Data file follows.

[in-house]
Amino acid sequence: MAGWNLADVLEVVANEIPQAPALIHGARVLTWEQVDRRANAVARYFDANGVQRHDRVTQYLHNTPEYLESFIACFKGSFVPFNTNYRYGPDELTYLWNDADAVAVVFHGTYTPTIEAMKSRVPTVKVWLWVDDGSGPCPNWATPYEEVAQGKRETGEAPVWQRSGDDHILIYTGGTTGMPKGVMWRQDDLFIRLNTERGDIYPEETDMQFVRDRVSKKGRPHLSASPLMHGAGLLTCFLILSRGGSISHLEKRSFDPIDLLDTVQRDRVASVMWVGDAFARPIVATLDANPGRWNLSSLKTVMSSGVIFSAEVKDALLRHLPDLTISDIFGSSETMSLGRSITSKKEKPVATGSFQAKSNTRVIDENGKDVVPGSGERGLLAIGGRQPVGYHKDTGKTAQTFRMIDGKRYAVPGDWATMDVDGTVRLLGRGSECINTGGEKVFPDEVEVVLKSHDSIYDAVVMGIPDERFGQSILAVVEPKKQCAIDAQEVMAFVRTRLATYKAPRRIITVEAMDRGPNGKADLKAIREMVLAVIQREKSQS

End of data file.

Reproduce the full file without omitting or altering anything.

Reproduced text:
[in-house]
Amino acid sequence: MAGWNLADVLEVVANEIPQAPALIHGARVLTWEQVDRRANAVARYFDANGVQRHDRVTQYLHNTPEYLESFIACFKGSFVPFNTNYRYGPDELTYLWNDADAVAVVFHGTYTPTIEAMKSRVPTVKVWLWVDDGSGPCPNWATPYEEVAQGKRETGEAPVWQRSGDDHILIYTGGTTGMPKGVMWRQDDLFIRLNTERGDIYPEETDMQFVRDRVSKKGRPHLSASPLMHGAGLLTCFLILSRGGSISHLEKRSFDPIDLLDTVQRDRVASVMWVGDAFARPIVATLDANPGRWNLSSLKTVMSSGVIFSAEVKDALLRHLPDLTISDIFGSSETMSLGRSITSKKEKPVATGSFQAKSNTRVIDENGKDVVPGSGERGLLAIGGRQPVGYHKDTGKTAQTFRMIDGKRYAVPGDWATMDVDGTVRLLGRGSECINTGGEKVFPDEVEVVLKSHDSIYDAVVMGIPDERFGQSILAVVEPKKQCAIDAQEVMAFVRTRLATYKAPRRIITVEAMDRGPNGKADLKAIREMVLAVIQREKSQS